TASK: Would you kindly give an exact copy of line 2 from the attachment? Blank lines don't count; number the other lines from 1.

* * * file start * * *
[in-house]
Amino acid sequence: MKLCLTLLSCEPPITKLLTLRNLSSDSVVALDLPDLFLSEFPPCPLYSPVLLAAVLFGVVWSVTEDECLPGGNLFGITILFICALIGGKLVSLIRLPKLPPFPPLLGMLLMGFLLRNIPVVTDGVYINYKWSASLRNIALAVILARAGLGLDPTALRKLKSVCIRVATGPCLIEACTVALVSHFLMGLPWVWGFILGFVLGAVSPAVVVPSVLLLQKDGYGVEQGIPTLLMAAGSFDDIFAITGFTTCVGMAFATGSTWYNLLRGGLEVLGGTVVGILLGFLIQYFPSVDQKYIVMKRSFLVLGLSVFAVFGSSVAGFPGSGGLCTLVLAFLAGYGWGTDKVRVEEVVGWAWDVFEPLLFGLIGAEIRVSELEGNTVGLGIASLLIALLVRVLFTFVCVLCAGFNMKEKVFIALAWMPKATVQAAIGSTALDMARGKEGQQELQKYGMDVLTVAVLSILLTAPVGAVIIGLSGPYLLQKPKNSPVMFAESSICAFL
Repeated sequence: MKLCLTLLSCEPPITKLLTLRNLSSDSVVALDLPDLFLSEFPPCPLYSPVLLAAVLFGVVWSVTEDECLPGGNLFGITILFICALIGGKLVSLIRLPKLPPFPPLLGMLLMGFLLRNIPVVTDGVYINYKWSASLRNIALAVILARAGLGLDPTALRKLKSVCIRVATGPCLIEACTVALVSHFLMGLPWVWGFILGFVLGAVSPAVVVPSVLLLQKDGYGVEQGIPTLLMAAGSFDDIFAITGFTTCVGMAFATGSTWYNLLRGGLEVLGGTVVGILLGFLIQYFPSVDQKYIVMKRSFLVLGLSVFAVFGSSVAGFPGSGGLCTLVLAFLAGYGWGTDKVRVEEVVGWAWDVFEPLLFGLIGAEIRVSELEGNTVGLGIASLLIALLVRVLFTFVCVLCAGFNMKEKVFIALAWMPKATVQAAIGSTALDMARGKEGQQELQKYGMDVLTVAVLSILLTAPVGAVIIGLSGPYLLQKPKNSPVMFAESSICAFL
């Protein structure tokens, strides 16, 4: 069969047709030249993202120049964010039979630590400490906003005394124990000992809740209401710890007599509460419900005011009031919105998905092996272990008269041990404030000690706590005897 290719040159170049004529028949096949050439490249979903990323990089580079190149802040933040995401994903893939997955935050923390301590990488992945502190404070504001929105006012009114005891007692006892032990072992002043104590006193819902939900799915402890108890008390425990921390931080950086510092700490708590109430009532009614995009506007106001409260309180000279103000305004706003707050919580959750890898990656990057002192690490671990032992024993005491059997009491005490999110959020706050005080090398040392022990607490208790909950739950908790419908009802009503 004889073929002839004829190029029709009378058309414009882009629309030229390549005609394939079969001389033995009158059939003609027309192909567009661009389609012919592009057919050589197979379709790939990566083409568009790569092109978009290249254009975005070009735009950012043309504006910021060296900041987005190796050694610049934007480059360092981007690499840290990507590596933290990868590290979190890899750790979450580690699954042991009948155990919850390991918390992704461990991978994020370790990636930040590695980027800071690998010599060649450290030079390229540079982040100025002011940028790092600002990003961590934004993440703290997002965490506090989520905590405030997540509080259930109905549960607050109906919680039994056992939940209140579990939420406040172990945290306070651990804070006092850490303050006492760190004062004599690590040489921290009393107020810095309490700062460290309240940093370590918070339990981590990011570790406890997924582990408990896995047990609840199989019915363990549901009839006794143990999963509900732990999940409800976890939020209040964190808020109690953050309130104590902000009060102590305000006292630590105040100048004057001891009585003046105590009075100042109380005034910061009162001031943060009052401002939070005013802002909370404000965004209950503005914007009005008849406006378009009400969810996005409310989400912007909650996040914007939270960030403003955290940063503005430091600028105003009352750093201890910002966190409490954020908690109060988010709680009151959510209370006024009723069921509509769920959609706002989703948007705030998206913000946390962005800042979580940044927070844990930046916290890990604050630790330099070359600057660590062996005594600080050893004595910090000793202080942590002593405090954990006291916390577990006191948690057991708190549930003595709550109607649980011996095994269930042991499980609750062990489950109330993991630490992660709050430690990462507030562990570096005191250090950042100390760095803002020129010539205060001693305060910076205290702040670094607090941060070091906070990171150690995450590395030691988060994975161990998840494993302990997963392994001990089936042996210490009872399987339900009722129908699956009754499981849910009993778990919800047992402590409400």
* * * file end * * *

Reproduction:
Amino acid sequence: MKLCLTLLSCEPPITKLLTLRNLSSDSVVALDLPDLFLSEFPPCPLYSPVLLAAVLFGVVWSVTEDECLPGGNLFGITILFICALIGGKLVSLIRLPKLPPFPPLLGMLLMGFLLRNIPVVTDGVYINYKWSASLRNIALAVILARAGLGLDPTALRKLKSVCIRVATGPCLIEACTVALVSHFLMGLPWVWGFILGFVLGAVSPAVVVPSVLLLQKDGYGVEQGIPTLLMAAGSFDDIFAITGFTTCVGMAFATGSTWYNLLRGGLEVLGGTVVGILLGFLIQYFPSVDQKYIVMKRSFLVLGLSVFAVFGSSVAGFPGSGGLCTLVLAFLAGYGWGTDKVRVEEVVGWAWDVFEPLLFGLIGAEIRVSELEGNTVGLGIASLLIALLVRVLFTFVCVLCAGFNMKEKVFIALAWMPKATVQAAIGSTALDMARGKEGQQELQKYGMDVLTVAVLSILLTAPVGAVIIGLSGPYLLQKPKNSPVMFAESSICAFL